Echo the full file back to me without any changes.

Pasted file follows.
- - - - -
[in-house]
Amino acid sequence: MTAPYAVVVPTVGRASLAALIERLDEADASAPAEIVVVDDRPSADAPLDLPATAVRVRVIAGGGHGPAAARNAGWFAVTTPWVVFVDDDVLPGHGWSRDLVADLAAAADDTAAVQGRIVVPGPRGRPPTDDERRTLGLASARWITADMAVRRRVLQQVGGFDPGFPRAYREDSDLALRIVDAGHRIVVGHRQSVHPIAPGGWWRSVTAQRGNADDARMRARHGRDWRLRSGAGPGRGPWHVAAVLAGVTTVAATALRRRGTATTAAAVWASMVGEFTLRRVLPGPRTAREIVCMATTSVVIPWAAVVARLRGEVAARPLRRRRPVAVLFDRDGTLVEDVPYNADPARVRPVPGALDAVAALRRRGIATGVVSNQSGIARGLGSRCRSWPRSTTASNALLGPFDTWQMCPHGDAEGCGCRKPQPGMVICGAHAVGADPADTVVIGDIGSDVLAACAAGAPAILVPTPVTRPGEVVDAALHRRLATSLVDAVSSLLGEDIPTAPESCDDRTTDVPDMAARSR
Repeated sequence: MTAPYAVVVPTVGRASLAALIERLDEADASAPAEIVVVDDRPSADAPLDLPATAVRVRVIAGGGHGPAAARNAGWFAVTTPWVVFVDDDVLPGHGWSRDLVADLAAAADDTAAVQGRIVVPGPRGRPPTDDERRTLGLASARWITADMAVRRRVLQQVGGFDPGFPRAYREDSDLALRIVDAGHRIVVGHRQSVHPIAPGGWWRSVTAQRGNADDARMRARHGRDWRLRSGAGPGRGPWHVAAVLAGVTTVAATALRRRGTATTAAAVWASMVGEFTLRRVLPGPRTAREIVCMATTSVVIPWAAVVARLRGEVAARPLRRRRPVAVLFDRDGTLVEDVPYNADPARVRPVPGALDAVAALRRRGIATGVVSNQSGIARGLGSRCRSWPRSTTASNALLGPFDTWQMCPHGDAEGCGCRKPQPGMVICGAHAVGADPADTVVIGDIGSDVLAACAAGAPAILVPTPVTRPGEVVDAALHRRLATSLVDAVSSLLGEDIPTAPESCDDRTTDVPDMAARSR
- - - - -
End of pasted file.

[in-house]
Amino acid sequence: MTAPYAVVVPTVGRASLAALIERLDEADASAPAEIVVVDDRPSADAPLDLPATAVRVRVIAGGGHGPAAARNAGWFAVTTPWVVFVDDDVLPGHGWSRDLVADLAAAADDTAAVQGRIVVPGPRGRPPTDDERRTLGLASARWITADMAVRRRVLQQVGGFDPGFPRAYREDSDLALRIVDAGHRIVVGHRQSVHPIAPGGWWRSVTAQRGNADDARMRARHGRDWRLRSGAGPGRGPWHVAAVLAGVTTVAATALRRRGTATTAAAVWASMVGEFTLRRVLPGPRTAREIVCMATTSVVIPWAAVVARLRGEVAARPLRRRRPVAVLFDRDGTLVEDVPYNADPARVRPVPGALDAVAALRRRGIATGVVSNQSGIARGLGSRCRSWPRSTTASNALLGPFDTWQMCPHGDAEGCGCRKPQPGMVICGAHAVGADPADTVVIGDIGSDVLAACAAGAPAILVPTPVTRPGEVVDAALHRRLATSLVDAVSSLLGEDIPTAPESCDDRTTDVPDMAARSR
Repeated sequence: MTAPYAVVVPTVGRASLAALIERLDEADASAPAEIVVVDDRPSADAPLDLPATAVRVRVIAGGGHGPAAARNAGWFAVTTPWVVFVDDDVLPGHGWSRDLVADLAAAADDTAAVQGRIVVPGPRGRPPTDDERRTLGLASARWITADMAVRRRVLQQVGGFDPGFPRAYREDSDLALRIVDAGHRIVVGHRQSVHPIAPGGWWRSVTAQRGNADDARMRARHGRDWRLRSGAGPGRGPWHVAAVLAGVTTVAATALRRRGTATTAAAVWASMVGEFTLRRVLPGPRTAREIVCMATTSVVIPWAAVVARLRGEVAARPLRRRRPVAVLFDRDGTLVEDVPYNADPARVRPVPGALDAVAALRRRGIATGVVSNQSGIARGLGSRCRSWPRSTTASNALLGPFDTWQMCPHGDAEGCGCRKPQPGMVICGAHAVGADPADTVVIGDIGSDVLAACAAGAPAILVPTPVTRPGEVVDAALHRRLATSLVDAVSSLLGEDIPTAPESCDDRTTDVPDMAARSR